Background: Women with cystic fibrosis (CF) now have a median age of survival of 38.3 years, and for the first time in history, may require contraception on a population-based level. Additionally, it appears that female CF patients are prone to a more severe disease course than their male counterparts. This CF “gender gap” may be mediated by endogenous estradiol. Limited data suggest that women using combined hormonal contraception suffer fewer exacerbations. We hypothesize that combined hormonal contraception is acceptable to women with CF and that there are disease-specific, non-contraceptive benefits for women with CF.
Objectives: To gather preliminary data on the acceptability of hormonal contraception in women with CF and to preliminarily evaluate the physiologic effects of combined hormonal contraception on CF disease.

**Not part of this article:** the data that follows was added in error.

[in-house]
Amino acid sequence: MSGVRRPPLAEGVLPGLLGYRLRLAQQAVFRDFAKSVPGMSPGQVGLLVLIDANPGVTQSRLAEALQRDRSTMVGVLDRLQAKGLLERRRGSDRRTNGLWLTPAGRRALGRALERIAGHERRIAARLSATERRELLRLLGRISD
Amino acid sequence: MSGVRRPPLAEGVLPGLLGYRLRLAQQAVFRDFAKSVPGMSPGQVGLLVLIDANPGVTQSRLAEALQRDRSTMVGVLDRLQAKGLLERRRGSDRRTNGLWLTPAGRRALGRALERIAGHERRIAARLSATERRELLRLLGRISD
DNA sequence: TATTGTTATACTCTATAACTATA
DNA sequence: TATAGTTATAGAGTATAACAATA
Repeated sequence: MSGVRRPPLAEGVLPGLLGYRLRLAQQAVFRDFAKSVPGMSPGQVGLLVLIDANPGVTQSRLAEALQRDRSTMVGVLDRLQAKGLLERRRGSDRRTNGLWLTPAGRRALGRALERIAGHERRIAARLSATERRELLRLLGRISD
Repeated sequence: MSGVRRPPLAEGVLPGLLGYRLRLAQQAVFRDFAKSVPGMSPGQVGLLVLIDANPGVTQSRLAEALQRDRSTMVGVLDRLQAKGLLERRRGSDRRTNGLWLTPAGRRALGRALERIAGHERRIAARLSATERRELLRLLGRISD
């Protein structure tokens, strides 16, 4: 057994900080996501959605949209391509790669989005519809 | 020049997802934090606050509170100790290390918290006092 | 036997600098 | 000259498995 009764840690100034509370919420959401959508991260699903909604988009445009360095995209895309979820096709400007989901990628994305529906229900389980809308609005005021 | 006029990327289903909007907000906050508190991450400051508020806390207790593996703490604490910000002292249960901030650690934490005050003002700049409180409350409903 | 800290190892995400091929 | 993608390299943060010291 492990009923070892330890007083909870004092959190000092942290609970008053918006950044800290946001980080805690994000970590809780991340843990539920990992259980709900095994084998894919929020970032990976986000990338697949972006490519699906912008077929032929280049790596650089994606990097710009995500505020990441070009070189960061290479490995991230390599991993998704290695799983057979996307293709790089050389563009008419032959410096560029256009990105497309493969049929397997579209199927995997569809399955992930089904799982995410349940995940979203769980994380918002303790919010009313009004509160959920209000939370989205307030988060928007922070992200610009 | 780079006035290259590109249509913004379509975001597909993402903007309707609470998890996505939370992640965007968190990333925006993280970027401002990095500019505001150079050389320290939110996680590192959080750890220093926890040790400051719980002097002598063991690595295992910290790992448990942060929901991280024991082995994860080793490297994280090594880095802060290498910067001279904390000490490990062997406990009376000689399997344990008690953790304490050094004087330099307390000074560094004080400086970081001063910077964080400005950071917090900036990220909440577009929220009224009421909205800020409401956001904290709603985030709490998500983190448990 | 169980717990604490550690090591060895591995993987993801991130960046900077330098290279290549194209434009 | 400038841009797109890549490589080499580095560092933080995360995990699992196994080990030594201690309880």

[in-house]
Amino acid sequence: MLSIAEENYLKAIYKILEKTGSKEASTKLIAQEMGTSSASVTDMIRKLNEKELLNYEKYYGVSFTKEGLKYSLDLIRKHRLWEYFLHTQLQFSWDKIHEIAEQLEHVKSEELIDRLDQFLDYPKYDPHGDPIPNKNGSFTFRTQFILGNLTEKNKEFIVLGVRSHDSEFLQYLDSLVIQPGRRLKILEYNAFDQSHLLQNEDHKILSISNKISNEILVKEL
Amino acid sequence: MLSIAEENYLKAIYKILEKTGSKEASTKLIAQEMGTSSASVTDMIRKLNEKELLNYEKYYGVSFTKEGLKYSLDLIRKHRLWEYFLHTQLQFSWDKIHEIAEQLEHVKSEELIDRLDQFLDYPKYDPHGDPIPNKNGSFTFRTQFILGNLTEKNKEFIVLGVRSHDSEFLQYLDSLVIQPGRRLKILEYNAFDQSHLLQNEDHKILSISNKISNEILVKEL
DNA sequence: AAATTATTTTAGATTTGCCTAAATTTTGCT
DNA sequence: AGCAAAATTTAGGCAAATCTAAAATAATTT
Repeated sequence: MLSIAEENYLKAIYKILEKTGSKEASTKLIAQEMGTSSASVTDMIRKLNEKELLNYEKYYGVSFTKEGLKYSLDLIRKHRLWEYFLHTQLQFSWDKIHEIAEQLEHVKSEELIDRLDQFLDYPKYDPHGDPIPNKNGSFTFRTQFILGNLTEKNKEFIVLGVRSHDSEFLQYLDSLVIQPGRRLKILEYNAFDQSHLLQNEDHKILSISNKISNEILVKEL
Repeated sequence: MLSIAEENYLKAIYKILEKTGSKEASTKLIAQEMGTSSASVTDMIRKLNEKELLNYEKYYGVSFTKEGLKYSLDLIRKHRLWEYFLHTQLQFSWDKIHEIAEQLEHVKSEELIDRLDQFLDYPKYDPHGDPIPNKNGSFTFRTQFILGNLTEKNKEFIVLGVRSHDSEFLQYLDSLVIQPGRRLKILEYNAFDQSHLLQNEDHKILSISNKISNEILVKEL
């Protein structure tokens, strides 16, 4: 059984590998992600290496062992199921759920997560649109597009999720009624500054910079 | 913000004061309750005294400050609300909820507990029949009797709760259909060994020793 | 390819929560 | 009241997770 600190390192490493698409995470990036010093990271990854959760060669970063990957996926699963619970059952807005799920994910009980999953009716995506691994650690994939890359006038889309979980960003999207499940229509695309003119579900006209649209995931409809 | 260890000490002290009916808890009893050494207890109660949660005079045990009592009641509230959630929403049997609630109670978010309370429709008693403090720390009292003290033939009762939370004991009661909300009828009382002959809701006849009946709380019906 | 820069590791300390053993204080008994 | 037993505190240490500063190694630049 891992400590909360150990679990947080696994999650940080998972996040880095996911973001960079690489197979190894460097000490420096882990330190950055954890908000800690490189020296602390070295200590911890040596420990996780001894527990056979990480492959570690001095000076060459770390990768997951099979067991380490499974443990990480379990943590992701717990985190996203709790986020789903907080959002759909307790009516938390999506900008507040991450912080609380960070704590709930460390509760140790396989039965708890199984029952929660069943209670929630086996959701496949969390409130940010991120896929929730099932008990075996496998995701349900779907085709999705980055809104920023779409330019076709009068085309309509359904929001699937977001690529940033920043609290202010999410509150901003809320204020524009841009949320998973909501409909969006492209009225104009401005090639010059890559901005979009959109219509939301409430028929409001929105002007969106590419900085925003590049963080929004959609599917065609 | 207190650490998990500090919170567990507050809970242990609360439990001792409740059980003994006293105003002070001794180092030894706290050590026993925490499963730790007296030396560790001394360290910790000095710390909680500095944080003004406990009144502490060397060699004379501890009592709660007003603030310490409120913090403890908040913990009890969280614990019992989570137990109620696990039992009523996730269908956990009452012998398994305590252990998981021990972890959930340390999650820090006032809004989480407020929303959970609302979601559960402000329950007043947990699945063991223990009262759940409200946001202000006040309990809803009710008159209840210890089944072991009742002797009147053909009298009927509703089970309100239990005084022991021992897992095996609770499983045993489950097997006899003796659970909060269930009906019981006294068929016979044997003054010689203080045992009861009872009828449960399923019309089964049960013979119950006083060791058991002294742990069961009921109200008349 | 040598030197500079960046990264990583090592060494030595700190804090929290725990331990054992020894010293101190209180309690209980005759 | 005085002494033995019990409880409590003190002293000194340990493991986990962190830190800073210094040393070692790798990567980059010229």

Methods: We propose a time-series prospective pilot trial in which 20 female CF patients with regular menstrual cycles and cyclic exacerbations will be recruited to undergo evaluation with and without a single formulation of combined oral contraception (COC). During an initial 3-cycle hormone-free interval, participants will complete twice monthly pulmonary function tests (PFTs), quality of life assessments and provide sputum samples (assessed for the presence of Pseudomonas and pathologic mucoidy conversion). After this period, participants will initiate COCs and will be followed for 6 additional months. In this phase, participants will complete monthly PFTs, quality of life assessments, and provide sputum samples and estradiol levels. Using these methods, lung function and Pseudomonas mucoidy conversion will be correlated with hormone levels. Satisfaction of COC will be assessed at the end of the study period using a 10-point Likert scale.
Expected Results: We hypothesize that COCs will be acceptable to women with CF and that COCs will improve validated clinical parameters of CF.